Strategic Design | marketing & branding thoughts by Nick Rice

Dynamic marketing, branding & design strategies that span the gap between business & creative.


Agency pitch fees. Good or bad?

Do you think clients should pay "pitch fees" for agencies to come in and pitch their ideas?

It's a semi-new issue in the ever-changing environment that advertising/design/PR agencies face today. Historically agencies have not charged for the time staffers put into generating ideas/concepts to win new business. Typically the agency fees were so high after winning the business, they would make up any effort spent pre-contract. But in today's increasingly competitive marketplace, there is not as much profit in advertising and design as there once was. Today's agency is more concerned with doing the right thing for the client than excessively padding their own coffers by using media technologies that only they control.

One side of the argument (client side) says that if an agency is not winning new business then their ideas are weak and they need more experience or practice. Why would a client pay for an idea that they are not happy with or on target.

The other side (agency side) says it takes an enormous effort to brainstorm new ideas and put them into a format that elevates the clients value/brand. Their time is valuable and they wouldn't be in the pitch process if the client hadn't asked (or let) them in.

To make matters worse, clients have stolen brilliant ideas from outside agencies and handed them off to the in-house team for execution - without compensation. Or put a new agency thorough the ringer under the guise of potential business only to keep the incumbent agency honest. That is taking advantage.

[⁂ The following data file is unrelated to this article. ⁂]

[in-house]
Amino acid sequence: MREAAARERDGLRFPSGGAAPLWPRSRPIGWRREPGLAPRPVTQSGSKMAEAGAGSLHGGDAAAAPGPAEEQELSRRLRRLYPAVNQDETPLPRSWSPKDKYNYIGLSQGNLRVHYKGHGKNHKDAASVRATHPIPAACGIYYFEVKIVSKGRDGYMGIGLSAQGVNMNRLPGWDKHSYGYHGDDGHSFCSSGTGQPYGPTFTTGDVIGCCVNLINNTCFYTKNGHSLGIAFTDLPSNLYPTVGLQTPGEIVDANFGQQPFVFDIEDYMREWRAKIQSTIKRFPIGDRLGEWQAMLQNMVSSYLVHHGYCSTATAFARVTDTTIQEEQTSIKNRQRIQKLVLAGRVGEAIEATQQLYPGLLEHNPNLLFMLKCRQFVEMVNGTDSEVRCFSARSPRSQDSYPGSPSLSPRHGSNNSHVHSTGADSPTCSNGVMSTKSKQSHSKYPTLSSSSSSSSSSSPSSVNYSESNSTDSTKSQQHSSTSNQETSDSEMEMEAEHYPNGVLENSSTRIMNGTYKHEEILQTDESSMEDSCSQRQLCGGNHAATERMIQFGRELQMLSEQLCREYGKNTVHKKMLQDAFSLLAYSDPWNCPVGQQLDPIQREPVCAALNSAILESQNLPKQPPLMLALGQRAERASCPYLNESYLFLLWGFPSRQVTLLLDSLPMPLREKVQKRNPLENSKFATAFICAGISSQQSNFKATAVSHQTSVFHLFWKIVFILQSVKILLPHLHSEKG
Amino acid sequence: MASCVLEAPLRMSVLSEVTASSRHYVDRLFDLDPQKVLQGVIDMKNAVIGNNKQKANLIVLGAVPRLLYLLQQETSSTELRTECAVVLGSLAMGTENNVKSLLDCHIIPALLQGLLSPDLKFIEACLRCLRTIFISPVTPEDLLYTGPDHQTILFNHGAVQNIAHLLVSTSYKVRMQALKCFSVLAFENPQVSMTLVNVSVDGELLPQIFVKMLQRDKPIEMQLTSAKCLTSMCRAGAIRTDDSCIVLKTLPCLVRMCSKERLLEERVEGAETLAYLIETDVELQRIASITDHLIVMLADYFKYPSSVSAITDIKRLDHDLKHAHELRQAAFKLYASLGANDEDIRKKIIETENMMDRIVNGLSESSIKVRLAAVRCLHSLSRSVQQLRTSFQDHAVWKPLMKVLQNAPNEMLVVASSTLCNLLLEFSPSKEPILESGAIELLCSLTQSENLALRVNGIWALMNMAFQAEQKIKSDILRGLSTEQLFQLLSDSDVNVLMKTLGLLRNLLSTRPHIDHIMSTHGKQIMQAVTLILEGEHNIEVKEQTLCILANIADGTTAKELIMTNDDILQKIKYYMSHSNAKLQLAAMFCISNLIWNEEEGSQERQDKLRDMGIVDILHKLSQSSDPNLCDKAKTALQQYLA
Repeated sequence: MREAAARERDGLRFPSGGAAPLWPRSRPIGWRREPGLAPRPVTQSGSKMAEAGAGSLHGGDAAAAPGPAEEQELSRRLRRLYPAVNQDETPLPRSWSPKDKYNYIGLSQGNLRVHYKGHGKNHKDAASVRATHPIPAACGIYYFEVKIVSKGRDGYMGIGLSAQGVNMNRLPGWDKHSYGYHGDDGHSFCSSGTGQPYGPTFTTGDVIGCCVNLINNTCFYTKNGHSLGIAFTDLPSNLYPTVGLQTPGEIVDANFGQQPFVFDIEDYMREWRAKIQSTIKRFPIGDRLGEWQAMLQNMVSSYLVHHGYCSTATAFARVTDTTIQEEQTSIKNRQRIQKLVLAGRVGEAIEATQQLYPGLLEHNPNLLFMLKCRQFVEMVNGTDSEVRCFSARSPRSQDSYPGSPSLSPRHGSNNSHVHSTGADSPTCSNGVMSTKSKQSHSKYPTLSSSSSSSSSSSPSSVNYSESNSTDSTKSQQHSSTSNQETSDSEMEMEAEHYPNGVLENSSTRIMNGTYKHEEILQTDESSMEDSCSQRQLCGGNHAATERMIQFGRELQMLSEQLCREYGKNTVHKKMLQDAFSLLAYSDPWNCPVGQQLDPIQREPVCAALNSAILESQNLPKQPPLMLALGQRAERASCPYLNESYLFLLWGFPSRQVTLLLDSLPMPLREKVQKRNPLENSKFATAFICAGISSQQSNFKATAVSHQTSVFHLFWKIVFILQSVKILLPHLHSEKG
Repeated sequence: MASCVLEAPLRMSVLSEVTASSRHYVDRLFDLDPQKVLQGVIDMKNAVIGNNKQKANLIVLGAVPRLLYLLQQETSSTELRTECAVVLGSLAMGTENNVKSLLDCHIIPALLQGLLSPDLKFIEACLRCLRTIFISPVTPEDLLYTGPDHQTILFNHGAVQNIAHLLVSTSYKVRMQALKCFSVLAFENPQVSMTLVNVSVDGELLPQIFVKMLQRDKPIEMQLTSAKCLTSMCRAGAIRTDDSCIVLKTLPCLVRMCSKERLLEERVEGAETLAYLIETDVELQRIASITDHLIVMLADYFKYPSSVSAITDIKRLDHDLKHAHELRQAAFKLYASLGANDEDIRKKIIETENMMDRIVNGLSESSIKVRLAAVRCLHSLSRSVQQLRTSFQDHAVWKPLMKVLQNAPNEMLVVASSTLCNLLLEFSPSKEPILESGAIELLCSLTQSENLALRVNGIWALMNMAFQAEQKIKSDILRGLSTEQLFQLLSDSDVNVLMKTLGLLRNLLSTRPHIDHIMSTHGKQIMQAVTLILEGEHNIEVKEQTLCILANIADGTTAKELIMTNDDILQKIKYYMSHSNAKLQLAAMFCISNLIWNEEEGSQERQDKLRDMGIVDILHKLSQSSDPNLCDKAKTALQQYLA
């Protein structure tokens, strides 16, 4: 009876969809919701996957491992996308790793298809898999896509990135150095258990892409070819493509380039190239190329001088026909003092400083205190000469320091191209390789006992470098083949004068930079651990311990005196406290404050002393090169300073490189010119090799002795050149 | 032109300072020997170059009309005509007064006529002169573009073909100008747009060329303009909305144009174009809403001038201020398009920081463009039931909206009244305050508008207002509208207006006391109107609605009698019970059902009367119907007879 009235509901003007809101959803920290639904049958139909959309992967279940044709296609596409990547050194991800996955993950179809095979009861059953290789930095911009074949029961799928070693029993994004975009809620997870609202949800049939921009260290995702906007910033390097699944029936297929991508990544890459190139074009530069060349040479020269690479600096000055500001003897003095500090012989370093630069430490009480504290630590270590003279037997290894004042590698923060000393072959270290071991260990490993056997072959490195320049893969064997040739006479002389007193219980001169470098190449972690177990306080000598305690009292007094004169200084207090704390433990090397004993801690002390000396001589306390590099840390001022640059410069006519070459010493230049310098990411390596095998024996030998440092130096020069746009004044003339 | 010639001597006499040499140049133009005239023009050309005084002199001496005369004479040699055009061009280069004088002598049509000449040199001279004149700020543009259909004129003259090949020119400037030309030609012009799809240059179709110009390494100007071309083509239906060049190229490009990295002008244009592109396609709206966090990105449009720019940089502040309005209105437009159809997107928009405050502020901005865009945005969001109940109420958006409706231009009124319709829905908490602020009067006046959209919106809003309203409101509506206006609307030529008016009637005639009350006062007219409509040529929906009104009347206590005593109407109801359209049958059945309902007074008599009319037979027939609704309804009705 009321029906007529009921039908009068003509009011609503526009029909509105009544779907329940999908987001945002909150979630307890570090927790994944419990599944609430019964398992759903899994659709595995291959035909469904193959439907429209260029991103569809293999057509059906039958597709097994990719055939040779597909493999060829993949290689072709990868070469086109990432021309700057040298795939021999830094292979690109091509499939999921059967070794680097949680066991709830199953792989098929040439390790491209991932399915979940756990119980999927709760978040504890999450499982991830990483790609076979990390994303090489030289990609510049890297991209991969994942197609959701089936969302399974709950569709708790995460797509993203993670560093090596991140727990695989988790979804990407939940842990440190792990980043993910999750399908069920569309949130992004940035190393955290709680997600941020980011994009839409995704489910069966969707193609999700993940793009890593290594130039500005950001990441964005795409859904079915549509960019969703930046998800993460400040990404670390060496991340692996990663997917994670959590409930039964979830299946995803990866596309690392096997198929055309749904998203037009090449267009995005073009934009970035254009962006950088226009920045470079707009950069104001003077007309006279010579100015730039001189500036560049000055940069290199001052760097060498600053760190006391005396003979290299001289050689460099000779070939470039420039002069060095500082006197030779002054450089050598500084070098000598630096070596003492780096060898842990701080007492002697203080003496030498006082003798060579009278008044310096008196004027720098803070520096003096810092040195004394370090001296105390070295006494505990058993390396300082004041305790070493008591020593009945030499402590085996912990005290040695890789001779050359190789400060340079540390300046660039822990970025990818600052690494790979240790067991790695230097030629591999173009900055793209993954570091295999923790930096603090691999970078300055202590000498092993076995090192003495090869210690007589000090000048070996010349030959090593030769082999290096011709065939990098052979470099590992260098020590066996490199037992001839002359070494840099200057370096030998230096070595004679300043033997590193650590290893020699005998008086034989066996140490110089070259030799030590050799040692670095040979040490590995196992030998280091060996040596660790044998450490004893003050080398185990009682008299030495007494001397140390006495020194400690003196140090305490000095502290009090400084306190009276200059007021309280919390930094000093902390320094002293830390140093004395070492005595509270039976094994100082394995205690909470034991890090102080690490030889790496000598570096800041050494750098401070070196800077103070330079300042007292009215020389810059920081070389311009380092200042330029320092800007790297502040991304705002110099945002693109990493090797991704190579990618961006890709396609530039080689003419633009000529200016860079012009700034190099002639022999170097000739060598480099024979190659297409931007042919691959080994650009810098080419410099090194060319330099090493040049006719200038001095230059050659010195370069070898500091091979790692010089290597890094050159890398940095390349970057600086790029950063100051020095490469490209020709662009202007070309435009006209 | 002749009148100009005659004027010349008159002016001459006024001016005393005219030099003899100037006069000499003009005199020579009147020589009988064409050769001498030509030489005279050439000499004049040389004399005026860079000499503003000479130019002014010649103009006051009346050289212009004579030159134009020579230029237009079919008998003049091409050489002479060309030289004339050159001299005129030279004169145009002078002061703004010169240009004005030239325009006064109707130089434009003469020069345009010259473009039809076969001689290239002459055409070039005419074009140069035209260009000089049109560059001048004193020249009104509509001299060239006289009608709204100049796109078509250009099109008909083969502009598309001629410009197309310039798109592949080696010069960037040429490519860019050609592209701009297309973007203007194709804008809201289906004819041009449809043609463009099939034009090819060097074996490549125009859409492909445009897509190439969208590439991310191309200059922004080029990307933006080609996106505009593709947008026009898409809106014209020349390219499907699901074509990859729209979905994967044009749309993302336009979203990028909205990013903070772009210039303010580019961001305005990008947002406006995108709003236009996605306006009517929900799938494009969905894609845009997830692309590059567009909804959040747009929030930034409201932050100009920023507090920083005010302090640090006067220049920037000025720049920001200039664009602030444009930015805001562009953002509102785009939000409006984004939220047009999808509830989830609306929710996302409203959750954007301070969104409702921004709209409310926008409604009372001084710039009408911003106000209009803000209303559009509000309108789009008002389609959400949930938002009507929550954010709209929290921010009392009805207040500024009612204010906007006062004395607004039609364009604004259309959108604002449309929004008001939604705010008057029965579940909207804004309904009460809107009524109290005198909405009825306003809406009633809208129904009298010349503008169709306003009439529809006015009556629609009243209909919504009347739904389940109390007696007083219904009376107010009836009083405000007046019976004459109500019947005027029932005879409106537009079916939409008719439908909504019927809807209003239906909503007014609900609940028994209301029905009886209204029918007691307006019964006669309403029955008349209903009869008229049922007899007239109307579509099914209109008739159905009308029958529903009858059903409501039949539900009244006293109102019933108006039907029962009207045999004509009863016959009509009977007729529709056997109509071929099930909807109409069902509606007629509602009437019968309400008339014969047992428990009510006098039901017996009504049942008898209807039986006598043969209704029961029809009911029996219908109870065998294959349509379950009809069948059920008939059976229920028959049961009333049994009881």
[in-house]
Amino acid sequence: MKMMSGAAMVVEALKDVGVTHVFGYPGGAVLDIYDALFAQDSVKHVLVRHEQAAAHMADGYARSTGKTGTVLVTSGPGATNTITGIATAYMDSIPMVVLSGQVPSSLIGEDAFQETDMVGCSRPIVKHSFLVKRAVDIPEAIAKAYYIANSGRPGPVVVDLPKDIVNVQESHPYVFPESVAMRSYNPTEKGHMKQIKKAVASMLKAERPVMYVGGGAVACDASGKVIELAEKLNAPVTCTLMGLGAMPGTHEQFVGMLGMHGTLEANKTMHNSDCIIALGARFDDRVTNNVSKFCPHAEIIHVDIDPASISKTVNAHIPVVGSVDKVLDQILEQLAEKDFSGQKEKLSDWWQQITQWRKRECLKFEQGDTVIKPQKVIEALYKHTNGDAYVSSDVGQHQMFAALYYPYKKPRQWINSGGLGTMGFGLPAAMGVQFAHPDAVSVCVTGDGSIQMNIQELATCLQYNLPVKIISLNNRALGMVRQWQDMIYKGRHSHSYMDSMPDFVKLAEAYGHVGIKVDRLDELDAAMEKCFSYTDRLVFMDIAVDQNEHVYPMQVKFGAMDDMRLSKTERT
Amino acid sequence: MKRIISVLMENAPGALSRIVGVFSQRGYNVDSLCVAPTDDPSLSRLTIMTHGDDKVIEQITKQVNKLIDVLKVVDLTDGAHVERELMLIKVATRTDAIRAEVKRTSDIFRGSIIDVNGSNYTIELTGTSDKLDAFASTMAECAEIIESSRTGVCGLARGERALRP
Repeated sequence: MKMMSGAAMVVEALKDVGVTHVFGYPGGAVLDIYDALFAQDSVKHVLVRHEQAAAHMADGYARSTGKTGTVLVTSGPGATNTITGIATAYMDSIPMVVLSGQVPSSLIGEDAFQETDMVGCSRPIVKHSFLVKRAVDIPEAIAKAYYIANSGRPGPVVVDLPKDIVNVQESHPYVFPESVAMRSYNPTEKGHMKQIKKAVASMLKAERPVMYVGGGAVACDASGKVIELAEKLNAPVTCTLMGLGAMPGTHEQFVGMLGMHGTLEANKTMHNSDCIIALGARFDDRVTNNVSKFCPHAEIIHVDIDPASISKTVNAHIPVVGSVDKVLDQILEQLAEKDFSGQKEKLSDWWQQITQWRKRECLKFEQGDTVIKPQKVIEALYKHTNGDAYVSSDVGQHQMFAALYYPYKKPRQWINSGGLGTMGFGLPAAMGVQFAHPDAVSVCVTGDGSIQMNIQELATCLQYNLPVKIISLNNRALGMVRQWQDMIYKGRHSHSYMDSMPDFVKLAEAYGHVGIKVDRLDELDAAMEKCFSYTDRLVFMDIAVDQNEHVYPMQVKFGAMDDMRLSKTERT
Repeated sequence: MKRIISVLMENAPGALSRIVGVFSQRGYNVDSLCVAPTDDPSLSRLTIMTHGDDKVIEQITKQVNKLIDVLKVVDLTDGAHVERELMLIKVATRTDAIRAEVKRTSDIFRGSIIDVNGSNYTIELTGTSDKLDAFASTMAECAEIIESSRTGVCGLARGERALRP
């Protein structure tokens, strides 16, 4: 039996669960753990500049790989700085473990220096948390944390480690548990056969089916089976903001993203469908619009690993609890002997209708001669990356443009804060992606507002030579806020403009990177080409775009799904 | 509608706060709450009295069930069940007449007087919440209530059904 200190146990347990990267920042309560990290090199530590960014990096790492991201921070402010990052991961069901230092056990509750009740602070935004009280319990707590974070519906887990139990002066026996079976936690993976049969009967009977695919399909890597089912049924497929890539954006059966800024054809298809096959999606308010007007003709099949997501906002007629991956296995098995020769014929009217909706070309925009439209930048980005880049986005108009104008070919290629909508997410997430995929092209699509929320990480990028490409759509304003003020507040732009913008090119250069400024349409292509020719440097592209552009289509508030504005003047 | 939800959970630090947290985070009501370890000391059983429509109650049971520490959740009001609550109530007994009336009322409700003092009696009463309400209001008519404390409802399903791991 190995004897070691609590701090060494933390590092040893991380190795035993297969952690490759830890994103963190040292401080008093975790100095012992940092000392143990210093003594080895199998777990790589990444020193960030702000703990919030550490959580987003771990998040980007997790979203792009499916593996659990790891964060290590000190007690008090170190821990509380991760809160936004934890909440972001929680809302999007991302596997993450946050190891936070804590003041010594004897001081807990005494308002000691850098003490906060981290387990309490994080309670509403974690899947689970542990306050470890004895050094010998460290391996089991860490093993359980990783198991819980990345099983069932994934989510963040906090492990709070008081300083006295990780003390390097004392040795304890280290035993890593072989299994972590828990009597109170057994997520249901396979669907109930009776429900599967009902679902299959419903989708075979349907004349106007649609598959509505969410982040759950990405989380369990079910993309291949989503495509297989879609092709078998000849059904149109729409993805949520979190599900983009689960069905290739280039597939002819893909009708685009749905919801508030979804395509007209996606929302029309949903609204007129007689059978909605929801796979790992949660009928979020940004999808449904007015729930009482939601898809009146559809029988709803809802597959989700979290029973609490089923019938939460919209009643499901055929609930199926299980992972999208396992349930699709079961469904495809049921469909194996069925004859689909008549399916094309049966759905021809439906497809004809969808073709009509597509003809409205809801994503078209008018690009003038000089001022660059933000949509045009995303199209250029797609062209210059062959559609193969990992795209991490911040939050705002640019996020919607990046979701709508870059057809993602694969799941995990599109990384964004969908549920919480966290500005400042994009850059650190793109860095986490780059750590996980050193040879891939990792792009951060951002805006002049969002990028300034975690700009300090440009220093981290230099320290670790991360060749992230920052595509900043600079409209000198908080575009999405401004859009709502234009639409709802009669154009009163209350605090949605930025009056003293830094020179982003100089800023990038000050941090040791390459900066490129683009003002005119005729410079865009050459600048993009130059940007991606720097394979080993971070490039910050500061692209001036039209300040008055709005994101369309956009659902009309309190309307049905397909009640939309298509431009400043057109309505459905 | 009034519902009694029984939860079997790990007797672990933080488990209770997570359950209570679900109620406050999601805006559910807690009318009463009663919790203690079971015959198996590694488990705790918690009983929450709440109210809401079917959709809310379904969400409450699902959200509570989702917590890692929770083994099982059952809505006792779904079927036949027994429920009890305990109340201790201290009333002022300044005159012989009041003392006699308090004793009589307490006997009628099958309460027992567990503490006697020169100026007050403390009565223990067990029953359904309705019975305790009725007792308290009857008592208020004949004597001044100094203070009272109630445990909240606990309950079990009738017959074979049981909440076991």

The thought process is that if agency pitch fees were a standard procedure, clients would be less likely to drain ideas or abuse advertising/design agencies without compensation. I know from personal experience that agencies will spend an exorbitant amount of time generating concepts to win a new account. My opinion, if those concepts/ideas are not on strategy or completely off base, then it's the fault of the agency. If the concepts/ideas were on target and another agency was selected for some other reason, then depending on the circumstance, the agency should be reimbursed for their time. If the agency was too small (whatever that means), not experienced enough, or couldn't handle the work volume for the client, they should have never been part of the selection process in the first place. That's the clients fault. They should take care of the agency for wasting their time.

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